Students are also asked if they’re satisfied with the amount that they have to spend. 

Remember back to the simple days of your youth when you got money for doing absolutely nothing but existing? It’s seriously a shame that adulthood doesn’t come with a free monthly allowance clause.

Since the amount of allowance money that parents give to their children varies from family to family (as does New Year’s otoshidama gift money), Japanese human resources company Recruit was curious to learn what amounts families are shelling out for their high school-aged children these days. Therefore, it implemented an online survey in May which asked 1,000 high school students (273 males and 727 females) around the country who receive a monthly allowance how much they receive, when they receive it, and if they’re satisfied with the amount. Before you ask, “But why don’t they just get a part-time job?” remember that part-time jobs may not be as common for Japanese high school students as they are for students in other countries, with the pressures of university entrance exams, cram school at night, and “not-mandatory-but-mandatory” club activities taking up lots of time.

OK, let’s dive in to the survey results. A Japanese high school student’s typical monthly allowance comes out to be an average of 5,582 yen (US$41.28–but remember, the yen is currently at its lowest value against the US dollar in 20 years). For reference, that’s just under the cost of the Pokémon Legends: Arceus Nintendo Switch game, which retails for 6,578 yen.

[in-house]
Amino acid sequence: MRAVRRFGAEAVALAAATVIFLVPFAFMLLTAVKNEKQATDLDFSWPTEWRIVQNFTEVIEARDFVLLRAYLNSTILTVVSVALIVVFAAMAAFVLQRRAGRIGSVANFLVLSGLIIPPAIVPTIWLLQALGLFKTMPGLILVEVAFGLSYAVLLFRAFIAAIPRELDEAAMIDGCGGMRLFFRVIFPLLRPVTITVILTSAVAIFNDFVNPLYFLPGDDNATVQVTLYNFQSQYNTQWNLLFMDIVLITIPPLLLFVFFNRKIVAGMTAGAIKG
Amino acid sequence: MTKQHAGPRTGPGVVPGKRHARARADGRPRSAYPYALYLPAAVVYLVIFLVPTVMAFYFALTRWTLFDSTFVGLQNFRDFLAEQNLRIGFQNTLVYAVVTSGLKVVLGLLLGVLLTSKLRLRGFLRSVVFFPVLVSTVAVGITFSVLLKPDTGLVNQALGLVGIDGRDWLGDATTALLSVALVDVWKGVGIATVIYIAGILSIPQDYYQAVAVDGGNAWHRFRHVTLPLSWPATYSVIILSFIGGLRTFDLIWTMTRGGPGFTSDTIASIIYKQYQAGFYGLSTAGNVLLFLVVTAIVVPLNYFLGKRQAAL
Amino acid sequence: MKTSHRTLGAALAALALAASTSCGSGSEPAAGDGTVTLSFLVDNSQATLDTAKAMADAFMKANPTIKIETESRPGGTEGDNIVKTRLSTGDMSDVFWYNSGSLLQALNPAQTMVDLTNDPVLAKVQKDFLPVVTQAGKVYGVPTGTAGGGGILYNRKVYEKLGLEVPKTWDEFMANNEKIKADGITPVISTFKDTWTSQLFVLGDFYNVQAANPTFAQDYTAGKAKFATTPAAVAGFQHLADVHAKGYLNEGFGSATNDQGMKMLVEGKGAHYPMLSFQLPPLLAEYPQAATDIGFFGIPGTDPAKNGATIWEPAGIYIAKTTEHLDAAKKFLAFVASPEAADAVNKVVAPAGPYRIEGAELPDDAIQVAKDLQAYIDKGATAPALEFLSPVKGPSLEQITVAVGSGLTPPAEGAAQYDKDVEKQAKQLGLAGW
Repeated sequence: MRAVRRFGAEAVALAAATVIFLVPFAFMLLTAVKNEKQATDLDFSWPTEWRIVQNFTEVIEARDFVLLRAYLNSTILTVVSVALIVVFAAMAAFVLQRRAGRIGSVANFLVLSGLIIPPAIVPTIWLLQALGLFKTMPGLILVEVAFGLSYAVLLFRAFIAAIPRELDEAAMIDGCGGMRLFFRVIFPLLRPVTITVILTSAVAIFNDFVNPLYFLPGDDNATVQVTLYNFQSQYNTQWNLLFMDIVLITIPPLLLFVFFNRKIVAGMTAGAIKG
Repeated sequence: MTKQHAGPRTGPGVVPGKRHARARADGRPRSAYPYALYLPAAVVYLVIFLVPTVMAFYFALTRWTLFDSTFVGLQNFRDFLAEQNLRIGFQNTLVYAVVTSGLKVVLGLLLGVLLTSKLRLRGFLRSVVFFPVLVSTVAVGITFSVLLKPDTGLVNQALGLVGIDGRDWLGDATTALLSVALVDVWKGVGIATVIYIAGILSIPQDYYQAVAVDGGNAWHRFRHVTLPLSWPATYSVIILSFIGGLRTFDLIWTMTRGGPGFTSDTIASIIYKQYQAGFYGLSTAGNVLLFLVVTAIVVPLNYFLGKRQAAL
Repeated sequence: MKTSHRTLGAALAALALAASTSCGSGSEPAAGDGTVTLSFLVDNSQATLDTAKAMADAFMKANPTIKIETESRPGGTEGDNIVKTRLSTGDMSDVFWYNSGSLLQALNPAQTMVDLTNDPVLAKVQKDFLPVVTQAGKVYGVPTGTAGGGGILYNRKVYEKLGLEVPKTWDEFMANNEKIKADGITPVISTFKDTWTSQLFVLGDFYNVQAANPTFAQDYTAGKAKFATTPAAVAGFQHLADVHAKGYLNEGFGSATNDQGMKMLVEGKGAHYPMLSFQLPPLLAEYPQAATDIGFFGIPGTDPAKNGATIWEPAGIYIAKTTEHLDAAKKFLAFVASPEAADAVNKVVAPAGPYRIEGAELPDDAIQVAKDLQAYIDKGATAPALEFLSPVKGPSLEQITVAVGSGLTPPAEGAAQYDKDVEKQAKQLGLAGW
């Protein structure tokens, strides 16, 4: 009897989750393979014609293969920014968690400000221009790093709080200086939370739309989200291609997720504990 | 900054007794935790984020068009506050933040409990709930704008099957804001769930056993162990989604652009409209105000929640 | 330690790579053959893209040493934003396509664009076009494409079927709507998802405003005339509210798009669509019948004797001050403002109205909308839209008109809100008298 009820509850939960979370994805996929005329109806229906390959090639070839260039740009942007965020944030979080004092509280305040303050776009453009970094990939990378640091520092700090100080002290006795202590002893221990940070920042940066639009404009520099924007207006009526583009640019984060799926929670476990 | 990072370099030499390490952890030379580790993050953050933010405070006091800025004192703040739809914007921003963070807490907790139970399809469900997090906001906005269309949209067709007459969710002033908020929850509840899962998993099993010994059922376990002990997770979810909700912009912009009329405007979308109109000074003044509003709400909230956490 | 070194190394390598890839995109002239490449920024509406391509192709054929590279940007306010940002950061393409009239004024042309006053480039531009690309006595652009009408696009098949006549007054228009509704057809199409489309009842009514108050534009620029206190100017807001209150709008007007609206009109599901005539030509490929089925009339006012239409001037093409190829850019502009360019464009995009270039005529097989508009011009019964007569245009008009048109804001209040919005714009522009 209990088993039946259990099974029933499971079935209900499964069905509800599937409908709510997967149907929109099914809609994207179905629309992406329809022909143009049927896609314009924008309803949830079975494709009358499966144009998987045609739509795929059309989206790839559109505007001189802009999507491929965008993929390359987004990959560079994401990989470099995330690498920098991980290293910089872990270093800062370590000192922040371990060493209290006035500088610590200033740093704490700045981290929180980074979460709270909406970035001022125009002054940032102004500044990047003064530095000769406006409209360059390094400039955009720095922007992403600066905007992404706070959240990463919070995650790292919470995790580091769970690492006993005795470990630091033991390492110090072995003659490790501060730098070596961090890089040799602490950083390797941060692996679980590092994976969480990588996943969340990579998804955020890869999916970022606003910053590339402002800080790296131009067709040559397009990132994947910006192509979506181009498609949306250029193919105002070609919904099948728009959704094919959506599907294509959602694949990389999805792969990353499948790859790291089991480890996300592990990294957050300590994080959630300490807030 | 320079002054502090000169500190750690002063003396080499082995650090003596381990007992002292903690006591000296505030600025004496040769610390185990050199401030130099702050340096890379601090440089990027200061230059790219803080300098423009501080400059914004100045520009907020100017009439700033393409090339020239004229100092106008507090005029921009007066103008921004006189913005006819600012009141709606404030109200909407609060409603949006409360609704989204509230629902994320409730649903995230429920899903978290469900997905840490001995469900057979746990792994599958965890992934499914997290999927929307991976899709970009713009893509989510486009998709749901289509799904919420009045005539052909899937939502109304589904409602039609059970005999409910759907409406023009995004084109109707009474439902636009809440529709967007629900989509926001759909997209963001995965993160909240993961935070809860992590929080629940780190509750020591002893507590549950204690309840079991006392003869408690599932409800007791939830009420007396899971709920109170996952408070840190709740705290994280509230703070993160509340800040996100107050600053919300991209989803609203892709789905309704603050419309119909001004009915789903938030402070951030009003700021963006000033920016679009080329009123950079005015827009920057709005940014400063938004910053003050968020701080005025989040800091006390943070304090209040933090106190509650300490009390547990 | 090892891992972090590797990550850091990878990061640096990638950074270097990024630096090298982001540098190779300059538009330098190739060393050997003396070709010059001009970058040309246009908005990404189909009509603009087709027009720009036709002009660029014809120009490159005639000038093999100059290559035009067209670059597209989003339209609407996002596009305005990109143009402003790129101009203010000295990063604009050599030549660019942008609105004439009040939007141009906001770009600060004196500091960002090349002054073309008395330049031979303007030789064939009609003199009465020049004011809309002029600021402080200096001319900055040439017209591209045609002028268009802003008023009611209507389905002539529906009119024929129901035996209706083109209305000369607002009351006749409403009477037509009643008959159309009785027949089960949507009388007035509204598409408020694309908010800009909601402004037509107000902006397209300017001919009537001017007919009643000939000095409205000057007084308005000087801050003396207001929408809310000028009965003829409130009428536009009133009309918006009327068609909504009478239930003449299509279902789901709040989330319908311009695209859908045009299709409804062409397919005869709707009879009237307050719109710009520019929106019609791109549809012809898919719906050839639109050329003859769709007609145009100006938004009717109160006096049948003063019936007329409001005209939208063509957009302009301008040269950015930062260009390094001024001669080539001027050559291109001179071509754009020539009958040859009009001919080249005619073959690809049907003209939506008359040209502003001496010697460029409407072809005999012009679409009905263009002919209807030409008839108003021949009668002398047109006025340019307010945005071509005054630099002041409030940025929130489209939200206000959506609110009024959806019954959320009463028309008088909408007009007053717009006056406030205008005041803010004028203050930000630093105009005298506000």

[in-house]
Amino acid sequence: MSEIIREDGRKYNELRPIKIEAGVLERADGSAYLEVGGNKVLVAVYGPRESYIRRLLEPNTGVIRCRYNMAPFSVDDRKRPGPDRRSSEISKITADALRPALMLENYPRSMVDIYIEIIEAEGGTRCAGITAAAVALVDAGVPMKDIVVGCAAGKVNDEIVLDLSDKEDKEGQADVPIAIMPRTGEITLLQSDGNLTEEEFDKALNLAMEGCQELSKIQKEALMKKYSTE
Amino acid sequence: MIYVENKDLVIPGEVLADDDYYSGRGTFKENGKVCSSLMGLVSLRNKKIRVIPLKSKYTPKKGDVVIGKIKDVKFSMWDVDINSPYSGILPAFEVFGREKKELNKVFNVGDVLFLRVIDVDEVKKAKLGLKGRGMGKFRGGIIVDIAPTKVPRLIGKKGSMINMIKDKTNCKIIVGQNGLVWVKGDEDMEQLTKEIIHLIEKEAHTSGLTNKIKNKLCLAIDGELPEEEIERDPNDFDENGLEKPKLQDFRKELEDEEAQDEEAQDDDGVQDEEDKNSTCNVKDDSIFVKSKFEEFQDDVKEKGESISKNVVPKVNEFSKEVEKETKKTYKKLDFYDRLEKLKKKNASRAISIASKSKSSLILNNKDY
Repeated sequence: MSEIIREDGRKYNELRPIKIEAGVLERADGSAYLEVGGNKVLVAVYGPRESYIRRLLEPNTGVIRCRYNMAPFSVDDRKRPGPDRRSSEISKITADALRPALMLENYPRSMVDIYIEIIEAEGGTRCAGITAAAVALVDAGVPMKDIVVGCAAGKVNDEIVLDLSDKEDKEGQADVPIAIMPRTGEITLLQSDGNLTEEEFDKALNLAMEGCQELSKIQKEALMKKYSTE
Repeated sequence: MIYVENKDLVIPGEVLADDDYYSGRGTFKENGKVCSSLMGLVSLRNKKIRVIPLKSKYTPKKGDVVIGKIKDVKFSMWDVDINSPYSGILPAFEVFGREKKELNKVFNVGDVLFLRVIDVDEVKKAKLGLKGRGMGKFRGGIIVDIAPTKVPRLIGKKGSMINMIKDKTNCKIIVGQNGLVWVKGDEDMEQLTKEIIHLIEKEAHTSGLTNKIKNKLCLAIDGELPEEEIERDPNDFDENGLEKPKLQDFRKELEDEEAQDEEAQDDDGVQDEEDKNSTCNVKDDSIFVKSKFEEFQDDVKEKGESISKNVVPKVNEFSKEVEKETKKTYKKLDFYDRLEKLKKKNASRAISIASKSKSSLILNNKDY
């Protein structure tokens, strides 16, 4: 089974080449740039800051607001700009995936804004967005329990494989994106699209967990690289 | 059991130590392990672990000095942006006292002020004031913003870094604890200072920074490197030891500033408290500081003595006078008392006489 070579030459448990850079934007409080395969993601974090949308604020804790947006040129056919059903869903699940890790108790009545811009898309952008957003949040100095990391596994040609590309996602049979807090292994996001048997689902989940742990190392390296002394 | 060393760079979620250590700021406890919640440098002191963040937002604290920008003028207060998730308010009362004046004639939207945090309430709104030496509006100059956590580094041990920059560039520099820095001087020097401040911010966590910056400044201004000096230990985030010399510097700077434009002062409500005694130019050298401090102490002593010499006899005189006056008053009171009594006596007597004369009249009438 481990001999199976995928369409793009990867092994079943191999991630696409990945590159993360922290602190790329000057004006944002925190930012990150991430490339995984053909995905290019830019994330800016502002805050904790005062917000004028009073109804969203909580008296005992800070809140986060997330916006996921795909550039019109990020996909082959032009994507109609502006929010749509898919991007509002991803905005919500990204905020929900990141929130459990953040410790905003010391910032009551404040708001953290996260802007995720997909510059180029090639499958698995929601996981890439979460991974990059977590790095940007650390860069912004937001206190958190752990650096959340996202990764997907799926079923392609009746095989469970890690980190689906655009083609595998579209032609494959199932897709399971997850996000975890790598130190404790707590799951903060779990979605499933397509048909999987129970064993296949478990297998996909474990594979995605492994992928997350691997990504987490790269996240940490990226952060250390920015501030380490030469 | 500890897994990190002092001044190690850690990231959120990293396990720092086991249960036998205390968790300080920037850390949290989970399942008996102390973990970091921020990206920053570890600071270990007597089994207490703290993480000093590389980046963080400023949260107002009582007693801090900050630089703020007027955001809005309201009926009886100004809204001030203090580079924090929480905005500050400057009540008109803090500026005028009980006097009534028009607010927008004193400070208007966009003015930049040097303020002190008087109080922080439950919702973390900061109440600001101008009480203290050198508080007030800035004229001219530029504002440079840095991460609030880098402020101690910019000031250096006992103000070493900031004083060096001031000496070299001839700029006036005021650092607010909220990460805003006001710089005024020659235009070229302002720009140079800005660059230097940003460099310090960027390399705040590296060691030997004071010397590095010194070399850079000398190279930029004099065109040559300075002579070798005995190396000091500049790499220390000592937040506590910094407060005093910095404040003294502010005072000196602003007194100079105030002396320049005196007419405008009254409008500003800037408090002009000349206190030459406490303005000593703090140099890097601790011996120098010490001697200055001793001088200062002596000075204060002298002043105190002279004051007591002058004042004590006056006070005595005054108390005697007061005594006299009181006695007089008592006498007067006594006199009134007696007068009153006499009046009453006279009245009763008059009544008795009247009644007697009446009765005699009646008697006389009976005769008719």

▼ If you see Meiji-era scholar Yukichi Fukuzawa peeking out at you from your monthly allowance, you’re a lucky high school student indeed. He appears on Japan’s 10,000-yen banknote.

Broken down by year, first-year high school students reported an average of 5,013 yen, second-year high school students an average of 5,518 yen, and third-year high school students an average of 5,759 yen. That’s a 14.9 percent increase over three years of high school. In terms of reasons for why it increases, 41.4 percent said that it goes up when they begin a new school, 39.1 percent said when moving on to the next grade, 14.2 percent said when they do well in their studies, 11.9 percent said when they negotiate a raise, and 10.5 percent said on their birthday.

In regards to when they receive their allowance, 64.9 percent of students responded that they receive a fixed amount every month. Meanwhile, 36.6 percent responded that they receive it when it’s necessary and 9.1 percent responded that they receive it in exchange for doing chores or getting good grades.

▼ Spare sushi change–We wonder if an important reason like “studying the differences between conveyor belt sushi chains” hamburger steak sushi ” would qualify as “necessary”…?

So are the high school students themselves pleased with the amount of allowance that they receive? Overall, yes, since 62.9 percent stated that they’re satisfied while 37.1 percent are dissatisfied. However, among those who feel dissatisfied, about 60 percent also have no plans to negotiate for a raise because they feel happy to be getting an allowance at all.

Now that we know a bit more about the numbers, we’d be curious to see whether students would prefer to spend their allowance on eating quadruple cheeseburgers or putting it in the bank. We hope that they know the only appropriate choice.

Source: Livedoor News via My Game News Flash
Featured image: Pakutaso
Images: Pakutaso (1, 2)
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